The visual/comic book side of “Suzy” as well as Shuma’s occasional unsteady lyrical narrator fill in the gaps between the sonic instrumental moods due to their ties together, creating a frustrated feeling of elation that becomes uncertainty, fear, and a loss of everything familiar through the eyes of our space-bound narrator hurtling through the endless void. The drifting arc of this narrative path leads to the question of how far do you spread your eager wild wings without fear of becoming Icarus, a casualty for flying too close to a sun at the edge of the universe.
Moreover, we can easily extend that warning to all humanity itself. In my prior post we discussed musician Andrew Thomases and his climate fears on new single “Will You Miss Me When I’m Gone?”. But there’s also the likes of Bob Dylan’s 1983 Infidels track “License To Kill”, in which Dylan laments humanity’s violence and that man’s thirst for colonization included our first step that ever touched the moon.
Humanity has a relationship as raggedly raw as Shuma’s guitarwork when it comes to the realm of space, especially as Earth’s climate issues spark debate of our future trying to survive on other planets. There’s still so much we don’t know, plus the thought that we as a society may only act as a blight to any other place we choose to inhabit. As much as Shuma’s “Suzy” project is meant as light, slightly substance-enhanced fun, it also raises questions as numerous as each of the stars above us.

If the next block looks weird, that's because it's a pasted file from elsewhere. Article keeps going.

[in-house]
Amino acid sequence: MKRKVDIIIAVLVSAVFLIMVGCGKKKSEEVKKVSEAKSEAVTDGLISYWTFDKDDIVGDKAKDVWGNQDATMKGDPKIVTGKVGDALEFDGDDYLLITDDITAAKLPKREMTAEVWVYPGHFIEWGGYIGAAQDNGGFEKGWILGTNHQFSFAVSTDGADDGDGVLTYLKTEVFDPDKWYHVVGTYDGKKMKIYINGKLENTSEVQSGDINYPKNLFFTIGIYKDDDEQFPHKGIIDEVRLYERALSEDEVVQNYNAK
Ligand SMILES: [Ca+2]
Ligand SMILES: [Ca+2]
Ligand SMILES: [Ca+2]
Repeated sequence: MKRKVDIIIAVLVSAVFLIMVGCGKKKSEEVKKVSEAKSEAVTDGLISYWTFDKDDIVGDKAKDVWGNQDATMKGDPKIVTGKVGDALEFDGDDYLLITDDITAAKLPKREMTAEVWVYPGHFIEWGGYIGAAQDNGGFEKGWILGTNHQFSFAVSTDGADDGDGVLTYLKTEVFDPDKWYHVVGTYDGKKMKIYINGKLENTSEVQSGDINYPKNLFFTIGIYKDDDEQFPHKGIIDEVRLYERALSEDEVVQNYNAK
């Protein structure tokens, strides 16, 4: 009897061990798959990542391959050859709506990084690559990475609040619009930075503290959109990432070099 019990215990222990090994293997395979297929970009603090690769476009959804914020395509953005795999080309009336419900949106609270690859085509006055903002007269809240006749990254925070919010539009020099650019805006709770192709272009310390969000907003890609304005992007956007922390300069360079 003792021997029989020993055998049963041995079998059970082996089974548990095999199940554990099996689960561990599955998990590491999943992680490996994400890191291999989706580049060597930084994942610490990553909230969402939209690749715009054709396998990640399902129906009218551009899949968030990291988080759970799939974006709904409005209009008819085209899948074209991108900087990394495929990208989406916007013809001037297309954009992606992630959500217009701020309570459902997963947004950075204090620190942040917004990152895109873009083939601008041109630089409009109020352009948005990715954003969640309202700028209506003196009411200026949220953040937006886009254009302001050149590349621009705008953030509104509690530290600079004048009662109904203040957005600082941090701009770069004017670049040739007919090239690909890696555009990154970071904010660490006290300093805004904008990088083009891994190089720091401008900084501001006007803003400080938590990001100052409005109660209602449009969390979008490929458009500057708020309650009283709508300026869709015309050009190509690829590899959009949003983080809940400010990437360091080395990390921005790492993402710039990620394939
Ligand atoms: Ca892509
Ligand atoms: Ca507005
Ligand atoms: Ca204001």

Get the full immersive experience of Shuma’s latest project below!Visual media features illustrations from German artist Denise.
In today’s fiery think-piece I have for you all, we’re going to explore what I’d describe as my Festivus moment from the TV show Seinfeld. Its currently the Airing of Grievances part of the episode, and as the late great actor on the program Jerry Stiller would say, I’ve got a lot of problems with you people! And now you’re gonna hear about it!
Specifically, you’re going to hear about my grievances with country-folk label Bloodshot Records, as well as what digital streaming services are doing to harm the only reason they have money in the first place! Remember that point specifically: the ONLY REASON these companies even exist.